3 Successful Ways to Manage Workplace Conflict

BY C. Lee Smith
Featured image for “3 Successful Ways to Manage Workplace Conflict”

One job aspect that continues to challenge most managers is workplace conflict. Managers may be naturally conflict-​avoidant. Or they may lack the skills to resolve disagreements that consume valuable resources such as time and positive energy.

Regardless of skill levels or personal feelings, managers must address this problem.

3 Successful Ways to Manage Workplace Conflict

In a perfect world, managers become aware of strife as soon as it happens. Unfortunately, too many managers are busy putting out fires or trying to impress their higher-​ups. If team members have been arguing about being disrespected, the manager may not notice right away.

Arguments don’t usually resolve on their own. They escalate until something ugly happens – such as a fistfight in the conference room.

No manager wants to see workplace discord rise to this level. If you want to get ahead of these situations, put a plan in place.

Your plan should include three important aspects.

  • Establish Workplace Behavioral Guidelines
  • Listen to All Impacted Team Members
  • Include Conflicting Parties in Resolution Design

Establish Workplace Behavioral Guidelines

We all come to the workplace, whether in person or online, with previously established expectations. Employees who are just starting their professional careers may rely on guidelines they learned in the classroom. They may believe they need to stay at their desks until 5:00 p.m. every day.

More seasoned team members may have learned that it’s acceptable to head to the golf course on slow afternoons. It's these differences in expected behavior that lead to conflict.

When managers put guidelines in place and follow them, they set an example for their team members. They can also use these guidelines to remind employees of acceptable workplace behavior. Most importantly, they can refer to these guidelines during times of conflict.

What happens when employees complain about a co-​worker who consistently fails to complete a critical task in a timely manner? With guidelines in place, you, as the manager, have a place to start in resolving the conflict.

Listen to All Impacted Team Members

In any dispute, there are at least two people with different opinions. Each individual likely believes they are right. Strong emotions may surface even if they quarrel about something small, such as access to a specific parking space.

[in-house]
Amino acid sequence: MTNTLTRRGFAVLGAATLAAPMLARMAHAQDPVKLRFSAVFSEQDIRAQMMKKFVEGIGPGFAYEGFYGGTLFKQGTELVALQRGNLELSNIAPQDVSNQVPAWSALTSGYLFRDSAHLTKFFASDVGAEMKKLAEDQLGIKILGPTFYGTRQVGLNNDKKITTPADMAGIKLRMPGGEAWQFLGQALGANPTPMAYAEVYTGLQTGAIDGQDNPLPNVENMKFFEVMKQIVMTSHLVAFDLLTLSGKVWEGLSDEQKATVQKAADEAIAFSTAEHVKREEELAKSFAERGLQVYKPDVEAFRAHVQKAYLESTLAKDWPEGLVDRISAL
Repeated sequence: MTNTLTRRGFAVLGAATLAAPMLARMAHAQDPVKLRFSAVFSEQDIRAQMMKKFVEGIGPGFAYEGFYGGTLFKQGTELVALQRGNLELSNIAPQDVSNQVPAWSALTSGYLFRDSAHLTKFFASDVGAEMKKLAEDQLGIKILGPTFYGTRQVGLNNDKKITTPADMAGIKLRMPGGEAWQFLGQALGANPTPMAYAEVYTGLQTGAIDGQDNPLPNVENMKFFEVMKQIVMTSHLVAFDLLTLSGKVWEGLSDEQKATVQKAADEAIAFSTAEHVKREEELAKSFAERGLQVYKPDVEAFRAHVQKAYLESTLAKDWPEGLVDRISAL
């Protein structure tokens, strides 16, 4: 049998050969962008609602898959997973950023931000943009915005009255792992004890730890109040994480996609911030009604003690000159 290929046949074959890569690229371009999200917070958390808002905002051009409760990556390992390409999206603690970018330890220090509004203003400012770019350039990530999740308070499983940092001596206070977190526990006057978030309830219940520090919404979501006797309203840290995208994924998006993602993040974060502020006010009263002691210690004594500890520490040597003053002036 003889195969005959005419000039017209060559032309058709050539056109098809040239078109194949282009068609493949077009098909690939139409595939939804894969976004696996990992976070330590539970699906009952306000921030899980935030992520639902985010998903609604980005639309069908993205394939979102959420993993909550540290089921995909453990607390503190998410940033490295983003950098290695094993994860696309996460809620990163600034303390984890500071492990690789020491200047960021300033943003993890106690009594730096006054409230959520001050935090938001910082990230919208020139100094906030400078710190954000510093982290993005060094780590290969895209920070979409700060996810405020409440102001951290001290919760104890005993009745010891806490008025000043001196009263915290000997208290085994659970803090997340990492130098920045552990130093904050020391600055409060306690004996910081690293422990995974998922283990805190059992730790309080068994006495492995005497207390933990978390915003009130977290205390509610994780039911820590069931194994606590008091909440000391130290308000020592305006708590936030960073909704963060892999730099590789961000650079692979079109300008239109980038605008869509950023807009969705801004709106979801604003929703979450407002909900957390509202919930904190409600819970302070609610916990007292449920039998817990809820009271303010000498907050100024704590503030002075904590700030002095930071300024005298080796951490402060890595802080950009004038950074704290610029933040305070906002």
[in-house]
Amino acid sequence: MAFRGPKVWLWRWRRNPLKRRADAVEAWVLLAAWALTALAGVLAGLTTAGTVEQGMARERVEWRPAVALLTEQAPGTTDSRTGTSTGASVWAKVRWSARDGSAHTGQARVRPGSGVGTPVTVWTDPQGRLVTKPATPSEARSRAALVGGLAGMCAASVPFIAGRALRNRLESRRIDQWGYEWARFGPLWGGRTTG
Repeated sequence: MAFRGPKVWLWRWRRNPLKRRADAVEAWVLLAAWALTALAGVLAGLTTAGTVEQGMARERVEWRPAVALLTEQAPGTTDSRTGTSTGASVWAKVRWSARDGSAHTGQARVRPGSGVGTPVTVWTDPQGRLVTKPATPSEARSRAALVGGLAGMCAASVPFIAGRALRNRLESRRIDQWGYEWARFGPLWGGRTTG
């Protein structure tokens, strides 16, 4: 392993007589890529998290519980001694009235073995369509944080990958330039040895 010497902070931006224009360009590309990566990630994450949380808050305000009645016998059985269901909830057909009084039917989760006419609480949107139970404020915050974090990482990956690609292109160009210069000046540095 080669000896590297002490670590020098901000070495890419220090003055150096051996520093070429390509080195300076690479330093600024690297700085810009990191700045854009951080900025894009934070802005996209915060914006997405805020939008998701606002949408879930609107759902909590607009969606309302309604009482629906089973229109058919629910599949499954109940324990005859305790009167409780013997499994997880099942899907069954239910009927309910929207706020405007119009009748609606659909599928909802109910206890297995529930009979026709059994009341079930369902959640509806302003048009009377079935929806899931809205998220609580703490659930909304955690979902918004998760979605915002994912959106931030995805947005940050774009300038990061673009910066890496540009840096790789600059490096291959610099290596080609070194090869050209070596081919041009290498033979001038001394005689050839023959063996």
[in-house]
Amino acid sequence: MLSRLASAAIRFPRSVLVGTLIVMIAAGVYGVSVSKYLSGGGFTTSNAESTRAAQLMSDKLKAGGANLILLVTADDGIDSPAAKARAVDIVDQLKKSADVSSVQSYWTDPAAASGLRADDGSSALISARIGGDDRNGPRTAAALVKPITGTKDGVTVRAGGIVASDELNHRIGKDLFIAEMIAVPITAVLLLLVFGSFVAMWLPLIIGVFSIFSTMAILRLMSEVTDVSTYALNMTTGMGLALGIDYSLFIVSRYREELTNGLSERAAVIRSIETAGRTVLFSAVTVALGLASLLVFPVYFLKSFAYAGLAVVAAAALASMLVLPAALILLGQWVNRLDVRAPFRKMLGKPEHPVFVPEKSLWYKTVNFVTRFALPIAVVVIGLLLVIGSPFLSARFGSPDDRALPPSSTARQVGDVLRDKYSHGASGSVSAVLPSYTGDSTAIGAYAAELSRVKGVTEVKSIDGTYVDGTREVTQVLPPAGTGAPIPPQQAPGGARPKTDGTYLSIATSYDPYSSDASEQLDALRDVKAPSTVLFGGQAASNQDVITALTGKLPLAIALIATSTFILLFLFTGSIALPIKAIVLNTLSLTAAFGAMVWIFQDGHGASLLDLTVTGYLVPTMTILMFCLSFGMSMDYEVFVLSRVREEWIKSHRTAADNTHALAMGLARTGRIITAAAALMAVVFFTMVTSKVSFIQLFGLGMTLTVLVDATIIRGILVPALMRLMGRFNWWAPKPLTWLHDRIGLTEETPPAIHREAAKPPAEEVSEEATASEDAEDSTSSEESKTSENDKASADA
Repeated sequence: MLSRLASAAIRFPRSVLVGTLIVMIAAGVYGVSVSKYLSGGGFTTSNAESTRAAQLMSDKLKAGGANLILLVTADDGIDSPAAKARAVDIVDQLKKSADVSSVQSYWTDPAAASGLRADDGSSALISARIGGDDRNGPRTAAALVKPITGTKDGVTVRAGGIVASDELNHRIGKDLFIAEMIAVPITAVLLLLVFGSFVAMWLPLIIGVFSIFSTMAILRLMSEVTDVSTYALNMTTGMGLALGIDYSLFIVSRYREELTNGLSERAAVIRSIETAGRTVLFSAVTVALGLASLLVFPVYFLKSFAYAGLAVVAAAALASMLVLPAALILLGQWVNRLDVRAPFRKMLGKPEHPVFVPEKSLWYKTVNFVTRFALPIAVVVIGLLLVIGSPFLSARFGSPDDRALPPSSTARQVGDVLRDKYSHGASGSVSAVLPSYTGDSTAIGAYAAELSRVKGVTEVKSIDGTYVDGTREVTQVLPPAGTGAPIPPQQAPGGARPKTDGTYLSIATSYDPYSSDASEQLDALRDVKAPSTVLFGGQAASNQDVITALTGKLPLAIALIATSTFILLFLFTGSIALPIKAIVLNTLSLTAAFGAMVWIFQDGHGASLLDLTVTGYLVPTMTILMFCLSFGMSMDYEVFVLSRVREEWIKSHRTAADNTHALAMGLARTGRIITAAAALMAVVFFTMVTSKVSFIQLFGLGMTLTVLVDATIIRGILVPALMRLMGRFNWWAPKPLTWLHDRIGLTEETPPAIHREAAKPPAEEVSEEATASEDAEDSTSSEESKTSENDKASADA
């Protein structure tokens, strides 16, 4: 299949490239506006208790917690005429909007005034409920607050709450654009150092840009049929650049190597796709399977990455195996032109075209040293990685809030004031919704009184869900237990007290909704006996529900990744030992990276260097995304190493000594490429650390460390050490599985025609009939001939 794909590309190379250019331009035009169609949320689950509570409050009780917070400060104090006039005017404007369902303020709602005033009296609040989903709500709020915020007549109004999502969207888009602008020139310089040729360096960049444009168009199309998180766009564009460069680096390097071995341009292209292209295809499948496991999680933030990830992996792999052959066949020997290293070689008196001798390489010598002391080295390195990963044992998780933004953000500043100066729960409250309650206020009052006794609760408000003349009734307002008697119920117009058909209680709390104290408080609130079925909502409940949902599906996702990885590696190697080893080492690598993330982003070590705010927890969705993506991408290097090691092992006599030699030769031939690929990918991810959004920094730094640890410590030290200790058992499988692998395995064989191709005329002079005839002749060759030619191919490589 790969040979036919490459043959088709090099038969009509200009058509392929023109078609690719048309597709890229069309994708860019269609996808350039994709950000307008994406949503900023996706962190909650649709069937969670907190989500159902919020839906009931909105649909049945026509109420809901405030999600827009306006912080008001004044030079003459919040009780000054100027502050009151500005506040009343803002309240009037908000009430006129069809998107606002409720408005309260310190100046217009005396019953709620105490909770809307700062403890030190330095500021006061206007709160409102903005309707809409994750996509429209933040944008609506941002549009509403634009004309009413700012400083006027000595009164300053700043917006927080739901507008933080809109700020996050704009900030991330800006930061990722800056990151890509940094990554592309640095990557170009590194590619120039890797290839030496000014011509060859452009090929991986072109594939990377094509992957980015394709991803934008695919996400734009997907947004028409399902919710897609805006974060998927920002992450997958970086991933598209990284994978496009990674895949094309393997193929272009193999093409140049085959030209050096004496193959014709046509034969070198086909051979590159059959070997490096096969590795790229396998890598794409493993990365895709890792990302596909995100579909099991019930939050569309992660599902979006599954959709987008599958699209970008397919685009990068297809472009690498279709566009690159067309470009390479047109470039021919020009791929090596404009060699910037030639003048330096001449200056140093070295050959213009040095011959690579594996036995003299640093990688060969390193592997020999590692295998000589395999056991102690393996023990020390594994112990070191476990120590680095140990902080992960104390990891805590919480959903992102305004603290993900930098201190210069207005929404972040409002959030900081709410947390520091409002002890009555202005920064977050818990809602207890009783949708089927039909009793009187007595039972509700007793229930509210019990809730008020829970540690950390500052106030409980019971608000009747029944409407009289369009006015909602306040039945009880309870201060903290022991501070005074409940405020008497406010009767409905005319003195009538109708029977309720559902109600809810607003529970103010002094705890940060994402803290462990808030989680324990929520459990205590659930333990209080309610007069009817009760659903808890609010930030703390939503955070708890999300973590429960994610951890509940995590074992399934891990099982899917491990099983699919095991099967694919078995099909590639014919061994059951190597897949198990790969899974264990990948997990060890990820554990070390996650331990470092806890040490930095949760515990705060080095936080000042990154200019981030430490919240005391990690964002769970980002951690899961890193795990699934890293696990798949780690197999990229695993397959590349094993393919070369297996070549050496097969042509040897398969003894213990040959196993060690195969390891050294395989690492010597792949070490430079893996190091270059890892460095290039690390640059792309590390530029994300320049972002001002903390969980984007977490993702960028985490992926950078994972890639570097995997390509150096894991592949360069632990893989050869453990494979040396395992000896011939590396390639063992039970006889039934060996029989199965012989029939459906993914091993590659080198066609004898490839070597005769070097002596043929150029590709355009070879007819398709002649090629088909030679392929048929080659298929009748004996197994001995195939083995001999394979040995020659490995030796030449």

It’s your duty to gather information in an orderly and nonjudgmental way. Of course, this is easier said than done, especially if you’re having a bad day. Be sure to get your own emotions under control before tackling conflict.

If these individuals have butted heads before, your goal should be to find the root cause of the conflict. Often it has nothing to do with the parking space or the conference room, but with a team member’s workplace aspirations. 

Their chief workplace motivations may revolve around creativity or having authority. Team members who sense a threat to their ability to achieve a goal may act out. 

As a manager, you can anticipate this kind of behavior by studying the psychometric assessments of each employee. Ultimately, you’ll want to hear all sides of the story in managing workplace conflict. You’ll also need to understand the motivations of affected team members.

Include Conflicting Parties in Resolution Design

When working toward a resolution, remind your team members that their behavior must fall within the established guidelines. Addressing any of those violations first should be a key goal. Doing so is the mark of a manager who wants to maintain a safe workplace.

Identify what each team member imagines will be an ideal outcome. This is also the time to assist them in comprising. Ask them what they are willing to give up.

When you have assembled that information and understand everyone’s motivations, you’re closer to a resolution. The better news is these actions may help you avoid future battles between these employees.

Many managers would prefer to run for the exits when employees argue. But when you take proactive steps to fully explore workplace conflict, you’ll earn respect. And when you develop resolutions for the long term, you also demonstrate what you expect for a workplace culture.

Photo on Pexels by Antoni Shkraba.